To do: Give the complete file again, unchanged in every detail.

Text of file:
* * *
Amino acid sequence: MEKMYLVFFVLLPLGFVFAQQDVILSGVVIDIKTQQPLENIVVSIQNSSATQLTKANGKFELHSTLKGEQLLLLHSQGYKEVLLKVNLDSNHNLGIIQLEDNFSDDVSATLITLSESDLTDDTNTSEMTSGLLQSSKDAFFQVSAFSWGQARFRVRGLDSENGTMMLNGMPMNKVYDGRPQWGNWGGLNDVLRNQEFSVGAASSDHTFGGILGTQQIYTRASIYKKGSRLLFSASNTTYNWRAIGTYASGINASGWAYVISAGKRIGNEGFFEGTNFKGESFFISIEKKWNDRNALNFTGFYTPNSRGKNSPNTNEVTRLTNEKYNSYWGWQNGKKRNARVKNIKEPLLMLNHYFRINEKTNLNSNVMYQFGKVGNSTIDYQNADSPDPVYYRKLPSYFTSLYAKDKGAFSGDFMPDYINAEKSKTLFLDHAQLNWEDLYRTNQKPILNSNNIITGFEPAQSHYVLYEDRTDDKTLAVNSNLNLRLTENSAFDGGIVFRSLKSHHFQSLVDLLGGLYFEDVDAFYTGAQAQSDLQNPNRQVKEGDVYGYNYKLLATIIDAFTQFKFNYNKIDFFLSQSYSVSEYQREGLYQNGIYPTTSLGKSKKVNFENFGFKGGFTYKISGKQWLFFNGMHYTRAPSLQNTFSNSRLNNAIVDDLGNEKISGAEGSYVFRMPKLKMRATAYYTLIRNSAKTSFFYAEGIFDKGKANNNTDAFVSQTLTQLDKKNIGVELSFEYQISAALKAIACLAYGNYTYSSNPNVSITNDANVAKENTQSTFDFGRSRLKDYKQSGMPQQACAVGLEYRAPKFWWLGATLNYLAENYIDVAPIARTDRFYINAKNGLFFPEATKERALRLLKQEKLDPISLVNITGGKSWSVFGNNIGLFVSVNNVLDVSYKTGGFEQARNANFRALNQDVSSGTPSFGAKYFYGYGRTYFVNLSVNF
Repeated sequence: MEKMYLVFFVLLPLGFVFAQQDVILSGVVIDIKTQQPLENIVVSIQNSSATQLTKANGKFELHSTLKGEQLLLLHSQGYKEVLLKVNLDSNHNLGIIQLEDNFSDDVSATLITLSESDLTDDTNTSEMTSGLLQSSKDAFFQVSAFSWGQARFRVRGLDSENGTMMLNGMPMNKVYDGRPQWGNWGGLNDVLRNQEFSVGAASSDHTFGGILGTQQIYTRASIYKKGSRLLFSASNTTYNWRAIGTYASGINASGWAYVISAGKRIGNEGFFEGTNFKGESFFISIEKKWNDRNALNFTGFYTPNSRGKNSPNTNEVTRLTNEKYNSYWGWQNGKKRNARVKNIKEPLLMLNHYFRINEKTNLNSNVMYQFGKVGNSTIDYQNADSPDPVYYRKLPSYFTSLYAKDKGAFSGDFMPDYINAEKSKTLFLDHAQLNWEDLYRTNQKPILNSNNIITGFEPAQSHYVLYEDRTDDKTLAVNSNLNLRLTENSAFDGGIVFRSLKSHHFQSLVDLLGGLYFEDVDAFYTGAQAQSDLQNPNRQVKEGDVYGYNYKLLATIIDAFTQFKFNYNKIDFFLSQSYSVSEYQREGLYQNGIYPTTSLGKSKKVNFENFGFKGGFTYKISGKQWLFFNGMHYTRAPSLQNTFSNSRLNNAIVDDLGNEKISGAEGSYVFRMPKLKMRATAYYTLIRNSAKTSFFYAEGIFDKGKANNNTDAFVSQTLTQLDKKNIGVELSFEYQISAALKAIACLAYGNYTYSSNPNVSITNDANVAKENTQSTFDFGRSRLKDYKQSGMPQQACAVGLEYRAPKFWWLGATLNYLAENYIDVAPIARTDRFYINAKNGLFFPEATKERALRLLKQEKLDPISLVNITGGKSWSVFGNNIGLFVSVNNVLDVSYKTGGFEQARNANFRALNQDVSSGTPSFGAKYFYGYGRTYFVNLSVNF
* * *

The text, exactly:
Amino acid sequence: MEKMYLVFFVLLPLGFVFAQQDVILSGVVIDIKTQQPLENIVVSIQNSSATQLTKANGKFELHSTLKGEQLLLLHSQGYKEVLLKVNLDSNHNLGIIQLEDNFSDDVSATLITLSESDLTDDTNTSEMTSGLLQSSKDAFFQVSAFSWGQARFRVRGLDSENGTMMLNGMPMNKVYDGRPQWGNWGGLNDVLRNQEFSVGAASSDHTFGGILGTQQIYTRASIYKKGSRLLFSASNTTYNWRAIGTYASGINASGWAYVISAGKRIGNEGFFEGTNFKGESFFISIEKKWNDRNALNFTGFYTPNSRGKNSPNTNEVTRLTNEKYNSYWGWQNGKKRNARVKNIKEPLLMLNHYFRINEKTNLNSNVMYQFGKVGNSTIDYQNADSPDPVYYRKLPSYFTSLYAKDKGAFSGDFMPDYINAEKSKTLFLDHAQLNWEDLYRTNQKPILNSNNIITGFEPAQSHYVLYEDRTDDKTLAVNSNLNLRLTENSAFDGGIVFRSLKSHHFQSLVDLLGGLYFEDVDAFYTGAQAQSDLQNPNRQVKEGDVYGYNYKLLATIIDAFTQFKFNYNKIDFFLSQSYSVSEYQREGLYQNGIYPTTSLGKSKKVNFENFGFKGGFTYKISGKQWLFFNGMHYTRAPSLQNTFSNSRLNNAIVDDLGNEKISGAEGSYVFRMPKLKMRATAYYTLIRNSAKTSFFYAEGIFDKGKANNNTDAFVSQTLTQLDKKNIGVELSFEYQISAALKAIACLAYGNYTYSSNPNVSITNDANVAKENTQSTFDFGRSRLKDYKQSGMPQQACAVGLEYRAPKFWWLGATLNYLAENYIDVAPIARTDRFYINAKNGLFFPEATKERALRLLKQEKLDPISLVNITGGKSWSVFGNNIGLFVSVNNVLDVSYKTGGFEQARNANFRALNQDVSSGTPSFGAKYFYGYGRTYFVNLSVNF
Repeated sequence: MEKMYLVFFVLLPLGFVFAQQDVILSGVVIDIKTQQPLENIVVSIQNSSATQLTKANGKFELHSTLKGEQLLLLHSQGYKEVLLKVNLDSNHNLGIIQLEDNFSDDVSATLITLSESDLTDDTNTSEMTSGLLQSSKDAFFQVSAFSWGQARFRVRGLDSENGTMMLNGMPMNKVYDGRPQWGNWGGLNDVLRNQEFSVGAASSDHTFGGILGTQQIYTRASIYKKGSRLLFSASNTTYNWRAIGTYASGINASGWAYVISAGKRIGNEGFFEGTNFKGESFFISIEKKWNDRNALNFTGFYTPNSRGKNSPNTNEVTRLTNEKYNSYWGWQNGKKRNARVKNIKEPLLMLNHYFRINEKTNLNSNVMYQFGKVGNSTIDYQNADSPDPVYYRKLPSYFTSLYAKDKGAFSGDFMPDYINAEKSKTLFLDHAQLNWEDLYRTNQKPILNSNNIITGFEPAQSHYVLYEDRTDDKTLAVNSNLNLRLTENSAFDGGIVFRSLKSHHFQSLVDLLGGLYFEDVDAFYTGAQAQSDLQNPNRQVKEGDVYGYNYKLLATIIDAFTQFKFNYNKIDFFLSQSYSVSEYQREGLYQNGIYPTTSLGKSKKVNFENFGFKGGFTYKISGKQWLFFNGMHYTRAPSLQNTFSNSRLNNAIVDDLGNEKISGAEGSYVFRMPKLKMRATAYYTLIRNSAKTSFFYAEGIFDKGKANNNTDAFVSQTLTQLDKKNIGVELSFEYQISAALKAIACLAYGNYTYSSNPNVSITNDANVAKENTQSTFDFGRSRLKDYKQSGMPQQACAVGLEYRAPKFWWLGATLNYLAENYIDVAPIARTDRFYINAKNGLFFPEATKERALRLLKQEKLDPISLVNITGGKSWSVFGNNIGLFVSVNNVLDVSYKTGGFEQARNANFRALNQDVSSGTPSFGAKYFYGYGRTYFVNLSVNF